The other major line of attack is a small molecule The catch is the vast majority of small molecules target a very small number number of protein classes, such as ion channels, nuclear hormone receptors, G-protein coupled receptors, protein kinases, proteases and a few other categories of enzymes. Many other categories of enzymes have stuck their tongue out at drugging attempts, and attempts to drug protein-protein interactions or transcription factors have mostly been a bottomless pit for drug development funds. This was perhaps a bit of honest optimism pre-HGP that has been quashed post-HGP: most of the proteome is undruggable by the major modes of therapeutics.
Now, I haven't covered above a large number of targeted therapeutic modalities, but those are (unfortunately) a set of minor players, at least to date. In particular, nucleic acid therapeutics hold out the hope, in principal, of being able to drug any target, perhaps both to downregulate bad actors or repair good ones. For example, antisense oligos seemed like a transformative therapeutic strategy when I was an undergraduate, but few such therapies have advanced far. A major problem with nucleic acid therapeutics is successfully delivering them in vivo, both from a standpoint of stability as well as getting them to desired tissues (the liver seems to soak them up; hence a focus of some companies in that space on liver diseases). RNAi has the same challenges, though perhaps the hints of success at Alnylam will spur new activity in that space. CRISPR is the new exciting player, but far to new to evaluate. Similarly, Moderna's promise of delivering mRNAs to cells is promising, but far too early-stage to judge.
Now, another approach is to not drug the gene you find, but something else in the pathway. If you understand the biology of the system, then one can try to hit another target in the system. For example, the hedgehog pathway is inappropriately activated in some rare cancers by inactivating mutations in a negative regulator. Since that isn't a target for drug intervention, hedgehog programs have targeted downstream, activating genes. If you don't know the actors in the pathway (or perhaps if you do), then a phenotypic screen could be order. However, it is also important to note that understanding targets can assist or even enable a phenotypic screen. For example, if a mutation causes a disease by destabilizing a protein, then a phenotypic screen might attempt to find proteins which reduce that destabilization.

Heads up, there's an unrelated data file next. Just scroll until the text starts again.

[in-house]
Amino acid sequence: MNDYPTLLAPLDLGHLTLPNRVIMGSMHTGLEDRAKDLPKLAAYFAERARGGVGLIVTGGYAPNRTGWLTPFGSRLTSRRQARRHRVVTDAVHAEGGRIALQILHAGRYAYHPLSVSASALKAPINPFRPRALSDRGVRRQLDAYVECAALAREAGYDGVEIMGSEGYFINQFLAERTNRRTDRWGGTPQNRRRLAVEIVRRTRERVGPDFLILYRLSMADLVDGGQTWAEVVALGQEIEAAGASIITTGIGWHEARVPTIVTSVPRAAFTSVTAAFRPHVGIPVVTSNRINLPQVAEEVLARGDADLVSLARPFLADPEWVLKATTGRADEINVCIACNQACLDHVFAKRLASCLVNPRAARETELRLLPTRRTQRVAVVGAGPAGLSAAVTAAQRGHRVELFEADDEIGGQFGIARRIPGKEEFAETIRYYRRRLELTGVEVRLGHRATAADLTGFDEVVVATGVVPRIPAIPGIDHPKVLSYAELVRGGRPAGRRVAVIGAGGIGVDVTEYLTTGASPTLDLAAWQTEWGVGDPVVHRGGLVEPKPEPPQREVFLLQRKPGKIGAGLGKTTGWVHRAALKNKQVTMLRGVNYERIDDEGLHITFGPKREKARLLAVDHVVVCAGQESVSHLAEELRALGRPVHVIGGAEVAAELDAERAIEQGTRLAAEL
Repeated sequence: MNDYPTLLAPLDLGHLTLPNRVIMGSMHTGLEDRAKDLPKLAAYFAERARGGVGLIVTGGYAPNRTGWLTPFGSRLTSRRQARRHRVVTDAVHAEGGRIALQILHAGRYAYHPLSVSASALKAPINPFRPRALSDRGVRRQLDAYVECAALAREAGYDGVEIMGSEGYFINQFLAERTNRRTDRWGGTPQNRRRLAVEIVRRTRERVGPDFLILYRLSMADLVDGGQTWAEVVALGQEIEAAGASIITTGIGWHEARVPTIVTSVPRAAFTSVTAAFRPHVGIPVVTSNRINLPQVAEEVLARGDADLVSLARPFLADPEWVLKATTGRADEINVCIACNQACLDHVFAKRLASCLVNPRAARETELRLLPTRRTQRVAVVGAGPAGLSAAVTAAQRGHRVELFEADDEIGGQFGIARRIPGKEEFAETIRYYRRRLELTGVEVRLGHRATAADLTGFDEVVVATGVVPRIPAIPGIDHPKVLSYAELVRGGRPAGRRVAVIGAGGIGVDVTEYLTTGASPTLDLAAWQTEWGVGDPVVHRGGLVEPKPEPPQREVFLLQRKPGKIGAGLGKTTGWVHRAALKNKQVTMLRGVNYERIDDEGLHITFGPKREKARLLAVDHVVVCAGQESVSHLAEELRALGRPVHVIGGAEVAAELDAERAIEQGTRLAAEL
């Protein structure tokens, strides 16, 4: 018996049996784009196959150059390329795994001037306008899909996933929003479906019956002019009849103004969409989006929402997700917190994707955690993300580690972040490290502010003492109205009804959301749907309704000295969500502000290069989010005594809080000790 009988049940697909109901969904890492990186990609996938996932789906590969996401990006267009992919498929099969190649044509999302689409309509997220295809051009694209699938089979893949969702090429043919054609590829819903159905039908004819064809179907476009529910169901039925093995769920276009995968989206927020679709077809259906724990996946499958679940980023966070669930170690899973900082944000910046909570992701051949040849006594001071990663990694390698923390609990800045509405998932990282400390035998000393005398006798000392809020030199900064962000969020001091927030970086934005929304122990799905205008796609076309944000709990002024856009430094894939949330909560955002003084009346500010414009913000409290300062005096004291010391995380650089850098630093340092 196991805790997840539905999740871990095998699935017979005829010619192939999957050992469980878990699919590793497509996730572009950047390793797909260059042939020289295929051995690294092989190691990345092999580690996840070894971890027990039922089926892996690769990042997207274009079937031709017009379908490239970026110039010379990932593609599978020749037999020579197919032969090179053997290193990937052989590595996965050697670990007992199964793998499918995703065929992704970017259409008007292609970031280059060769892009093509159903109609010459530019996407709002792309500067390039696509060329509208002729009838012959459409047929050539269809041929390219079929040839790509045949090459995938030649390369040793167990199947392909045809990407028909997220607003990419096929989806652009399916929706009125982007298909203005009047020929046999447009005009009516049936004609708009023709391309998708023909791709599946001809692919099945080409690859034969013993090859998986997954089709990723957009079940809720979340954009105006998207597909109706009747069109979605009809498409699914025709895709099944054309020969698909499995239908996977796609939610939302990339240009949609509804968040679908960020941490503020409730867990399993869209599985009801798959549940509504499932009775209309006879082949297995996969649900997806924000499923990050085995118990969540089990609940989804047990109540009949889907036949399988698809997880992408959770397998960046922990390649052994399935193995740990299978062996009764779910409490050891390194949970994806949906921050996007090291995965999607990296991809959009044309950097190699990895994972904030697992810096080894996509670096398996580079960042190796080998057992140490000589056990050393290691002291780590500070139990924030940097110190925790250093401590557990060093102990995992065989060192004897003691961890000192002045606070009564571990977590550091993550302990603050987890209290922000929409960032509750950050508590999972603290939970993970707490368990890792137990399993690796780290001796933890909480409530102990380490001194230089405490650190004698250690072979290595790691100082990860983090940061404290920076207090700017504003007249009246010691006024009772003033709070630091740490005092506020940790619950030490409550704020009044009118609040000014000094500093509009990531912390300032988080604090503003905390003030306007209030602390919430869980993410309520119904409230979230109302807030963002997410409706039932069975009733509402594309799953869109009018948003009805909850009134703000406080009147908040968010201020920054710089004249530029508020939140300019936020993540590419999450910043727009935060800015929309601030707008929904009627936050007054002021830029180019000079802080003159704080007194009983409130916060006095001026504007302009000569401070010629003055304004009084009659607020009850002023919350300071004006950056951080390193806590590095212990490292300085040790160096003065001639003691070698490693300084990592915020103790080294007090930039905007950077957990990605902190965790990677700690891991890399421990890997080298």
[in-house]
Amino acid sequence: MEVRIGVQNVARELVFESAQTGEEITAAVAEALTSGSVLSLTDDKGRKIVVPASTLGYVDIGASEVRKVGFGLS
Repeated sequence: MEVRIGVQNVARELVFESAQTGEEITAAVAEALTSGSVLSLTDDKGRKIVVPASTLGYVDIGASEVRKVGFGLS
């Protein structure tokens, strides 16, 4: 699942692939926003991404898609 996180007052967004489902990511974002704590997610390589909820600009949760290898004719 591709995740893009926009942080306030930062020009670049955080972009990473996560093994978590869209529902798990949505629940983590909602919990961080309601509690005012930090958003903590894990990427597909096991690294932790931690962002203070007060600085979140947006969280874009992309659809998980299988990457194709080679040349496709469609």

There are a lot of strongly held views in the target-based vs. phenotypic screening debate, and I won't claim a side -- that's not my space and I don't feel qualified. But I do feel that the debate is hindered by poor information. It's also important, in my view, to recognize that the HGP has transformed large swathes of human biology by providing a common framework for organizing vast amounts of biomedical knowledge. It is hard to argue the HGP was oversold, and in particular the speed at which therapeutics and diagnostics would appear, but conversely attempts to paint the HGP as failing to impact drug discovery and medicine are equally suspect. The HGP, and especially subsequent developments such as rapid and inexpensive whole genome resequencing, are continuing to change medicine. Translating those biological insights into therapeutic advances will remain difficult, for the reasons I outline above as well as others, but I do believe academia and the biopharma industry will continue to make important therapeutic advances that were critically dependent on the determination of the human genome sequence.